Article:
Tag Archives: Indra Kunindra

Ballast Point’s Indra Kunindra & Sita Sings the Blues

Hey there, Drinkers!

Tonight we’re getting cultured with the crowd-funded animated film Sita Sings the Blues while sipping on a delightfully unusual Indra Kunindra. Since there’s a lot to talk about, let’s just dive right in, shall we?

First off, I can take no credit for choosing tonight’s film. My dear friend Anne over at We Recycle Movies suggested I check this film so all the credit goes to her and her expansive mental library of movies. Secondly, this is not a film that people have heard of it. As far as I know, it had almost no theatrical distribution and has probably made zero money. A big reason why that’s the case is because Nina Paley, the filmmaker who pretty much did everything on this project, released the film for free under the Creative Commons. You can actually watch it right now here. And I’d recommend doing so. Once you get past the first few weird minutes, you’ll find yourself deeply in love with this insightful, heartfelt and funny semi-historical film. As a frame of reference, the film is divided into three different animation styles, each of which is responsible for a portion of the narrative. One tells a breakup story of the filmmaker. Another is an interesting history lesson in the Indian story the Ramayan, as narrated by three hilarious shadow puppets. The third informs the previous two through musical acts set the beautiful music of 20’s blues singer Annette Hanshaw. As disparate as they are, the three stories and visual styles all blend together beautifully. The visual imagination of Nina Paley, combined with some fantastic storytelling and some truly wonderful music creates a movie-watching experience that is simply a delight.

A good cross-section of this film's artistic style

A good cross-section of this film’s artistic style

What I think I liked most about this film was its playfulness. What could have easily been an esoteric history lesson is transformed into something fun, understandable and relatable. Our shadow puppet narrators navigate their way through the story’s inconsistencies for us and turn our questions into humor. And it’s so effortless! On top of this, there’s even a three minute intermission just when your brain needs a micro-break from the oddity that is this film. Finally, it’s great to know that this film was crowd-funded. In both the opening titles and closing credits, the filmmaker goes out of her way to thank everyone involved in making this project come to life. And as someone who contributed nothing to this project, it feels great!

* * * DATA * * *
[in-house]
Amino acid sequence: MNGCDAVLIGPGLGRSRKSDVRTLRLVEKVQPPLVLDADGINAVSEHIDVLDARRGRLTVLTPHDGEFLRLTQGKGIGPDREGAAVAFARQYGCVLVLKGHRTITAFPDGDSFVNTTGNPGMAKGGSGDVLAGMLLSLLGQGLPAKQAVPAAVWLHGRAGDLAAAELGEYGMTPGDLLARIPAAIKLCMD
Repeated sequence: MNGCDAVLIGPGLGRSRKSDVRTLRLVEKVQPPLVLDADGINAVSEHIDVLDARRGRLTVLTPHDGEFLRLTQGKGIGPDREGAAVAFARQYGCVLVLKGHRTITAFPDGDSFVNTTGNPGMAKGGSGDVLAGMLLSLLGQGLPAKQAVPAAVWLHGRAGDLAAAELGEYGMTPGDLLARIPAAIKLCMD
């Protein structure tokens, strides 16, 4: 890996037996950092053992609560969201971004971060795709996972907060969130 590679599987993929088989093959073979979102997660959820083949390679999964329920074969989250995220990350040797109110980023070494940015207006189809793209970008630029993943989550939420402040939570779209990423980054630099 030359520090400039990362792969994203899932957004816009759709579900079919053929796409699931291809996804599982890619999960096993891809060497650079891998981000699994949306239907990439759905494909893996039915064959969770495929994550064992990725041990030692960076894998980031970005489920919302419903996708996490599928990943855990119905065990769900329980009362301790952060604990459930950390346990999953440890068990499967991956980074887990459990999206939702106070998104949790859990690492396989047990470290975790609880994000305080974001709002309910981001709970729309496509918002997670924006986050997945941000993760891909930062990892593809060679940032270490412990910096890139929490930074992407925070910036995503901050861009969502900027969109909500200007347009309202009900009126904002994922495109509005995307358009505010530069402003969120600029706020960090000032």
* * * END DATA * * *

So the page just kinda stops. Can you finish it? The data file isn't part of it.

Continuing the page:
Sita being all pure n' stuff

Sita being all pure n’ stuff

And the Indra Kunindra? Well, as it turns out, I clearly can’t stay away from Ballast Point Brewing Company since this is my second in a row here on BAAM. But I really do love this brewery and this beer is a major factor in that. The beer’s label classifies this brew as a “India-style export stout” which I guess explains it but fails to fully encompass what it really going on in this beer. So let me break it down for you. Take an export stout (i.e. a stout that is super dark, malty and high in ABV) and throw in a host of spices. I’m talking curry, coconut, cayenne, cumin and so many more. It’s kinda crazy. The beer is still super smooth but it has this tiny kick. You so clearly get the curry and cayenne but they never overpower that solid, chocolately malt backbone. It’s quite impressive. And you don’t even realize that this beer is 7%! Bonus! To put it in perspective; this is only the second time I’ve had this beer and it easily ranks up in my top three favorite beers. It’s so good that I’ve even written about in previous posts from about a year ago. And the impression that it made!  Anyway, If you see an Indra Kunindra at your local beer shop, I demand you buy. DEMAND!

So there you have it, folks. One of our more legit, classy BAAM combos. We had an accessible art film with an accesible crazy-spicy stout. I truly enjoyed this pairing and I recommend to everyone to check out both of these bad boys. Whether together or separate, they’re sure to put a smile on your face.

And as always keep drinking, my friends!

Tonight’s Tasting Notes:image[3]
Ballast Point’s Indra Kunindra:
-Rich, malty stout backbone
-Complex, layered spicy flavor
-Surprisingly easy-to-drink

Sita Sings the Blues:
-Beautiful animation
-Fantastic music. Perfectly integrated.
-Crowd-source FTW!

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Rogue’s Juniper Pale Ale & Juno

Howdy Drinkers!

I’m sorry for the gap since the last post but hey, life happens. That doesn’t mean I haven’t been drinking or watching movies. Rest assured, I’ve been doing both. Recently, I saw Mike Mills’s Beginners (beautiful. I highly recommend it) and also rewatched the classic Bond flick Goldfinger (essential viewing for any aspiring Bond-lover). I also drank a few new beers recently. I had a Duvel, which is a classic Belgian golden-ale which I found good, but not extraordinary. I also had Ballast Point’s Indra Kunindra which was fabulous. The Indra is an export stout that is very rich and has a great spice to it (like actual, spicey spice, not holiday spice). If you see it, drink it! But that’s in the past. Tonight, I drank 22 oz’s of Rogue’s Juniper Pale Ale while watching the 2007 indie heartwarming blockbuster Juno.